I’ve had occasion to ponder what would have happened, if I had never decided to write Trapped. If I had never made the effort, gone the extra mile and stayed up countless nights crafting, editing and refining what I wanted to say, what difference would it have made? My muse is always whispering Go on, life is for taking a chance on Life.  But I could easily – oh, so easily! – just have told that beguiling, soft, gentle, persistent voice to shut up and leave me alone, and what would have happened then?


No-one would have suspected that my sitting quietly and being good was growing more despairing by the minute. My immediate family would probably have borne the brunt of my frustration, and lost the chance to see a kinder, gentler person in that woman seated by the window. But, I would have felt my loss, and I would have said nothing about it and taken no action.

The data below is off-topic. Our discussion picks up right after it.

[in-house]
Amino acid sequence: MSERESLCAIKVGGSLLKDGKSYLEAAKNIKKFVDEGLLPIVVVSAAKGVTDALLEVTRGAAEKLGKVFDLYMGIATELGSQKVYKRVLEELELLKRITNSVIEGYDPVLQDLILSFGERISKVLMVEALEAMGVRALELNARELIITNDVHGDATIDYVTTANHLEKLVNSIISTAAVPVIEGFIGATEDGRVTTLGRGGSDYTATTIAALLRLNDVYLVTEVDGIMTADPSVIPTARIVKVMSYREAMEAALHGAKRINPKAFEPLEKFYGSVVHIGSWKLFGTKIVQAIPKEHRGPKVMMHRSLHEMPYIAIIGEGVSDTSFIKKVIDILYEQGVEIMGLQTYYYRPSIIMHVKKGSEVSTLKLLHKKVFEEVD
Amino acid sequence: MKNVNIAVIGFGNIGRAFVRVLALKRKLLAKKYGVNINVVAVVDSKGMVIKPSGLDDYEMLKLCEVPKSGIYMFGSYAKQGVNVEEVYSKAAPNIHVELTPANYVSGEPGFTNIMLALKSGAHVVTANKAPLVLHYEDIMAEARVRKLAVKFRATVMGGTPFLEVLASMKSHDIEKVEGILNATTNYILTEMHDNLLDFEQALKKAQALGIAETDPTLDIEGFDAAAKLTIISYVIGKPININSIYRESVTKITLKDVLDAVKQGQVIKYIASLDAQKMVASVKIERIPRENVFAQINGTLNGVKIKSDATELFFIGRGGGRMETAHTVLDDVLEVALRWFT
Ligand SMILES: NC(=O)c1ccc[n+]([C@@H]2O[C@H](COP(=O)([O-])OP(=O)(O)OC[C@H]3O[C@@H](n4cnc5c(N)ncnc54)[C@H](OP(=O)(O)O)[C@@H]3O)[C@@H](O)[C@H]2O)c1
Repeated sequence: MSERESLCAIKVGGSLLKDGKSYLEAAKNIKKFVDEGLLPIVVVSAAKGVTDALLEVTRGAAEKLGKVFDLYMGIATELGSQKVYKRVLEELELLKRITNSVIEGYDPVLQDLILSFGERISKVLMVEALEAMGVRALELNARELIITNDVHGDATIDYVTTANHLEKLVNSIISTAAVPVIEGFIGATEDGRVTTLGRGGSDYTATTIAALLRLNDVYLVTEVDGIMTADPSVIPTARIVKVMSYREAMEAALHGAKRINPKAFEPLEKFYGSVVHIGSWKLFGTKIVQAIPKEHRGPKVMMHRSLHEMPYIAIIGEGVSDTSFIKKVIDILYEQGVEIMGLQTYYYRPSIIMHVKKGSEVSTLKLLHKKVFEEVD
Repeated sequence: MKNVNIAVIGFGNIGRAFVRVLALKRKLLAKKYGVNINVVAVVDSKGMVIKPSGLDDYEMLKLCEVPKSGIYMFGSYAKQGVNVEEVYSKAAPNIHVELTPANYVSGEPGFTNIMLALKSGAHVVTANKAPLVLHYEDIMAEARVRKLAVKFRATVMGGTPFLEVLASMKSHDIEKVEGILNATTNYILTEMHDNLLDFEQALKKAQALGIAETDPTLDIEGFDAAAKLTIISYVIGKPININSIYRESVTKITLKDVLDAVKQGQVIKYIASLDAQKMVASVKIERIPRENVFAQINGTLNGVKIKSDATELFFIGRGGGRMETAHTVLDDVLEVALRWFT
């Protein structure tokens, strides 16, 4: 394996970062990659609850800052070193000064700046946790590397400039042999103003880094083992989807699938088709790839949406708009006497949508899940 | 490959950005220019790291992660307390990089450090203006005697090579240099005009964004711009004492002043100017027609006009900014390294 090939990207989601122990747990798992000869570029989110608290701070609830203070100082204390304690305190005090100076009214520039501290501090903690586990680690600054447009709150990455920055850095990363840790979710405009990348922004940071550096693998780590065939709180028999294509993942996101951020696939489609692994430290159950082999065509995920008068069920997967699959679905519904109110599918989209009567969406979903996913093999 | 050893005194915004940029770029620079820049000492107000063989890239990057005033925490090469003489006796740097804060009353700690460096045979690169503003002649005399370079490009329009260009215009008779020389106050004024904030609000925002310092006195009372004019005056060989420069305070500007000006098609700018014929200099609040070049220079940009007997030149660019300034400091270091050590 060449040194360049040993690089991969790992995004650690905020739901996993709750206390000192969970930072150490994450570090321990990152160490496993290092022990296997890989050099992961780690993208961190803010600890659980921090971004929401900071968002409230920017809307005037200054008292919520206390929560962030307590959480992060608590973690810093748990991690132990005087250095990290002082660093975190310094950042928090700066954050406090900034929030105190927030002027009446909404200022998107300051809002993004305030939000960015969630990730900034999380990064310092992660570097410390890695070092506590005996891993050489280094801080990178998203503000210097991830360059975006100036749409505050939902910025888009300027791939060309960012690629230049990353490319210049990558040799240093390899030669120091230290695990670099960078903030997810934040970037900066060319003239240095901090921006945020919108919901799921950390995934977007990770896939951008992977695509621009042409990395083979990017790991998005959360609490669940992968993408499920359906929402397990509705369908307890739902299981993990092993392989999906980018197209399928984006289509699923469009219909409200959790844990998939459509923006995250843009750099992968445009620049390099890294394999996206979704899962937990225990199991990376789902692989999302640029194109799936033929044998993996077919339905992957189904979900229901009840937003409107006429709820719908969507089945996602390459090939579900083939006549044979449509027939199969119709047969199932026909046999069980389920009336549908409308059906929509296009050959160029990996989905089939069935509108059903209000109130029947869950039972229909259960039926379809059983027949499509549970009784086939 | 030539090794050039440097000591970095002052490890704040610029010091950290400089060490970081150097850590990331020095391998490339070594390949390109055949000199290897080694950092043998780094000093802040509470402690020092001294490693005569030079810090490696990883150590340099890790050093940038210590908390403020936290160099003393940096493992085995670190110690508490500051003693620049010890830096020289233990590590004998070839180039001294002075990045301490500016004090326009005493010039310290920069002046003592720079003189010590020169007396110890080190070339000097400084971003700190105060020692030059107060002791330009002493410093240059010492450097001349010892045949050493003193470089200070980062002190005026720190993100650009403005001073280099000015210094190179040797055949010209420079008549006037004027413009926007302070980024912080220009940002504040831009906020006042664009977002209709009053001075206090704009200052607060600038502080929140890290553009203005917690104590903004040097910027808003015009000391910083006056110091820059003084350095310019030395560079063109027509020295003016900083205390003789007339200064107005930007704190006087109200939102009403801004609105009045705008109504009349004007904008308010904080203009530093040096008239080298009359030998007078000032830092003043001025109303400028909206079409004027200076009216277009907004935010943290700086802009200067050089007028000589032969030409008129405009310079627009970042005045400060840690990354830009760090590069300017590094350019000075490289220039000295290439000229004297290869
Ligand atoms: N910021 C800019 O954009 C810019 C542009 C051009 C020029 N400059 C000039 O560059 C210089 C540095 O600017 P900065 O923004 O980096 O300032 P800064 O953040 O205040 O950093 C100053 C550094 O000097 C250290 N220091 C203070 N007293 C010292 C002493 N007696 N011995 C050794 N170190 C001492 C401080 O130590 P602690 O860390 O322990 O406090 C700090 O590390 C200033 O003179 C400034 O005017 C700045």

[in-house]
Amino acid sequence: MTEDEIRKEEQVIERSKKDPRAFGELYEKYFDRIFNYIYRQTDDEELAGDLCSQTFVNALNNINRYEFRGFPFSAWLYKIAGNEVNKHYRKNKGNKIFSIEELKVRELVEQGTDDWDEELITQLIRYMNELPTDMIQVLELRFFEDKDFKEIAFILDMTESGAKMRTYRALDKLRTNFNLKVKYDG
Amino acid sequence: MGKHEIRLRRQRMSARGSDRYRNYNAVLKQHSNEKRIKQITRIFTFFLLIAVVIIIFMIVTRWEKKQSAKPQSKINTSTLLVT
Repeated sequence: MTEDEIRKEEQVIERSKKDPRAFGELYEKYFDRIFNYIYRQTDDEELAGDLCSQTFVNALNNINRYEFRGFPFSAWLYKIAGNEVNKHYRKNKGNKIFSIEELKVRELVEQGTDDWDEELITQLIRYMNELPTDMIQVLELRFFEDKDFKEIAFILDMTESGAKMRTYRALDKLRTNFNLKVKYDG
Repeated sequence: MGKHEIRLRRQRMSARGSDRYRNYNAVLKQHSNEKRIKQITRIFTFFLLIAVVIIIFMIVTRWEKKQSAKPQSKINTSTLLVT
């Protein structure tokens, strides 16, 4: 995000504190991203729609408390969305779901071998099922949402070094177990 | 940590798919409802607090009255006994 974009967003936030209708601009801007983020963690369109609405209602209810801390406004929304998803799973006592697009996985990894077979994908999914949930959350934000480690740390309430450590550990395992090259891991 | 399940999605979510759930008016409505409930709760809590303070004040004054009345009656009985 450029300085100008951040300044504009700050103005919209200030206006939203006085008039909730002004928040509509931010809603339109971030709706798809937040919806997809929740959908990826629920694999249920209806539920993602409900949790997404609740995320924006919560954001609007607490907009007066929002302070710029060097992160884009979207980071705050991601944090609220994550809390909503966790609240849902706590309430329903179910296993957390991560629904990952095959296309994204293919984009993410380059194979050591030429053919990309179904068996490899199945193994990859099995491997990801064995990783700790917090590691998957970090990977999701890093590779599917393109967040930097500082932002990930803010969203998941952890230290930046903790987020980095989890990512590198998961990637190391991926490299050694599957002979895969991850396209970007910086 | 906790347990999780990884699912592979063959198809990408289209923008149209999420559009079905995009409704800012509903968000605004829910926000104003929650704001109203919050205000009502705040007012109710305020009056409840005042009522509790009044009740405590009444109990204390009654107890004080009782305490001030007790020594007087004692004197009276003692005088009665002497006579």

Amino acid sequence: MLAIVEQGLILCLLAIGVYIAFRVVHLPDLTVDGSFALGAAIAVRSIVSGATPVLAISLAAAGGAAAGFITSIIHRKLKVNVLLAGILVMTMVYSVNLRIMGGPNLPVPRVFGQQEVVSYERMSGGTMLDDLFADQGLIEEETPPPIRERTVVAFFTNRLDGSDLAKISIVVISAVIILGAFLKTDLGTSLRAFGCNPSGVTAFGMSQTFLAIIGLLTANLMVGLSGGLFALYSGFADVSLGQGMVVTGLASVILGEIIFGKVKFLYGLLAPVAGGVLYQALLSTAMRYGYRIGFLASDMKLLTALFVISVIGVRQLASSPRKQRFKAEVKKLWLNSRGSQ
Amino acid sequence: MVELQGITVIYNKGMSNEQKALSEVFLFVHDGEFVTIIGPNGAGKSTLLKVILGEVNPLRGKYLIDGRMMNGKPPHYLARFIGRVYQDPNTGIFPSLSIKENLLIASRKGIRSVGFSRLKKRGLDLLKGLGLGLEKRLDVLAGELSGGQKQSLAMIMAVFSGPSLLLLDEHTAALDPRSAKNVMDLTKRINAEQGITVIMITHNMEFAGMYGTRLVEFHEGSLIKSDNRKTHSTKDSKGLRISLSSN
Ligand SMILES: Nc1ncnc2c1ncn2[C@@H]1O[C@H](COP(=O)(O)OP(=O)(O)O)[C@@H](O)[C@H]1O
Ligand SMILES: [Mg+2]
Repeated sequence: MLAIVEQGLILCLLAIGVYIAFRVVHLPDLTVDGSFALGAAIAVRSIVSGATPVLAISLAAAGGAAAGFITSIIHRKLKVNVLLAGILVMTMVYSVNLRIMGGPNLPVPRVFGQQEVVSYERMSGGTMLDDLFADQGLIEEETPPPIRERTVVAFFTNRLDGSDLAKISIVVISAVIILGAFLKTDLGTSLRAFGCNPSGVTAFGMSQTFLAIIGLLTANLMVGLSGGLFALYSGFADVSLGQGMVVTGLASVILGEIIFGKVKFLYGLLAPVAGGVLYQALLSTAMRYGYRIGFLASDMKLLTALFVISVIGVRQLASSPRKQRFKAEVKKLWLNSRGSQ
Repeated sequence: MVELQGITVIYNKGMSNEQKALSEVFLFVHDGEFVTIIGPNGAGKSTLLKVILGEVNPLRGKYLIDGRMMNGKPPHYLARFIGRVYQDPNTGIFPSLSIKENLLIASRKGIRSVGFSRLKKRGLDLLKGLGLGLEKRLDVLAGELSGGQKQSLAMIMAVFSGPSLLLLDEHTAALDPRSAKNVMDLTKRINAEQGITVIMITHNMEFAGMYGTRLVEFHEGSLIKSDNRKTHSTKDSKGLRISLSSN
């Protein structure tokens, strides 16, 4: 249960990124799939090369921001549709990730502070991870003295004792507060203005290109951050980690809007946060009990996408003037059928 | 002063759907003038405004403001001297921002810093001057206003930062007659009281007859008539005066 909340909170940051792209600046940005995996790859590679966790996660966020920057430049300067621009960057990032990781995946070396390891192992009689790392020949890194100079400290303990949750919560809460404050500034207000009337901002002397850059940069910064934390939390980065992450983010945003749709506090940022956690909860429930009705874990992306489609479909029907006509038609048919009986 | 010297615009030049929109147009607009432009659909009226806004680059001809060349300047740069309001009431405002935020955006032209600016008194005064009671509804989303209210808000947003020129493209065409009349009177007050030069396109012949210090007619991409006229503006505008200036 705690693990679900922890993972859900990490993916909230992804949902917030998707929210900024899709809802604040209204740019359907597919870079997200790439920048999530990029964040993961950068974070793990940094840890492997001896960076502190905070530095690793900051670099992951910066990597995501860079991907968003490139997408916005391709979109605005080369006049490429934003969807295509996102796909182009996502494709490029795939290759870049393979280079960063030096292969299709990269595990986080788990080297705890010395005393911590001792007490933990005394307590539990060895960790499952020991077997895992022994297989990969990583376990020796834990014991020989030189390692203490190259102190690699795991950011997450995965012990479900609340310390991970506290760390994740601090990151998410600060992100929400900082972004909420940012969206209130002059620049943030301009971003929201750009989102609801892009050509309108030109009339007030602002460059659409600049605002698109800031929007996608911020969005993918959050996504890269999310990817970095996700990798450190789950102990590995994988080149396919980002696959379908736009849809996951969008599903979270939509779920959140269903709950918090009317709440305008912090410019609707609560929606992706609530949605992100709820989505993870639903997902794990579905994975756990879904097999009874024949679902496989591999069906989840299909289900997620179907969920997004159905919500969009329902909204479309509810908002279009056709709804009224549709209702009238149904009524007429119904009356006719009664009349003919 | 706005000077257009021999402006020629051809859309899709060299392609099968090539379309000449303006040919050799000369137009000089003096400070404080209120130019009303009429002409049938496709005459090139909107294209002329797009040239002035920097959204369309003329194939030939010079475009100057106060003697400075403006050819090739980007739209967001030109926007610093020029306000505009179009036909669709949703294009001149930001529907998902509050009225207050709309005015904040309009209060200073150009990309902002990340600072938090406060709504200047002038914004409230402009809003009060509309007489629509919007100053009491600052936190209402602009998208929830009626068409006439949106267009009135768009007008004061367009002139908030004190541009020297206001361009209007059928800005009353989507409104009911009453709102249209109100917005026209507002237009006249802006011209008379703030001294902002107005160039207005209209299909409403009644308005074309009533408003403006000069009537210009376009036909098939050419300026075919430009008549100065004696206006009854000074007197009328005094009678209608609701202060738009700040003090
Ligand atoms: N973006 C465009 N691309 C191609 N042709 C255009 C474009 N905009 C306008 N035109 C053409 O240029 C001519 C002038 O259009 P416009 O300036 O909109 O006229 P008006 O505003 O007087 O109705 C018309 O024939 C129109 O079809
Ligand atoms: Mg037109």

After all, as the world of realism will tell you, there are so many reasons why writing is not practical: it is anti-social; I also tend to work late at night when I should be sleeping; when I write, my body cramps up and I skimp on exercise; I use my life as writing fodder and there may come a time when my friends are loath to speak to me, in case their latest stories end up in my books; I cannot, if I am writing, and parenting etc, also go out and get a paying job.

But there are more subtle, urgent reasons which make writing essential. These include progress, learning what matters, awareness and empathy, connection with others, (some of whom may be feeling lost, alone and adrift in a world where expectations are complex and conflicting); the importance of personal power and responsibility: to understand oneself better and to learn what we are capable of. To feel joy that has its foundation in the decisions we take. To look back and say, ‘See what you can do, with just a pinch of courage!’ Writing and all that goes with it, has taught me about what matters, and has gifted me the confidence – at last! – to go looking for adventure in a spirit of optimism and determination.

Alfred Stevens - The Letter
Alfred Stevens – The Letter

I say that is a lot to gain.

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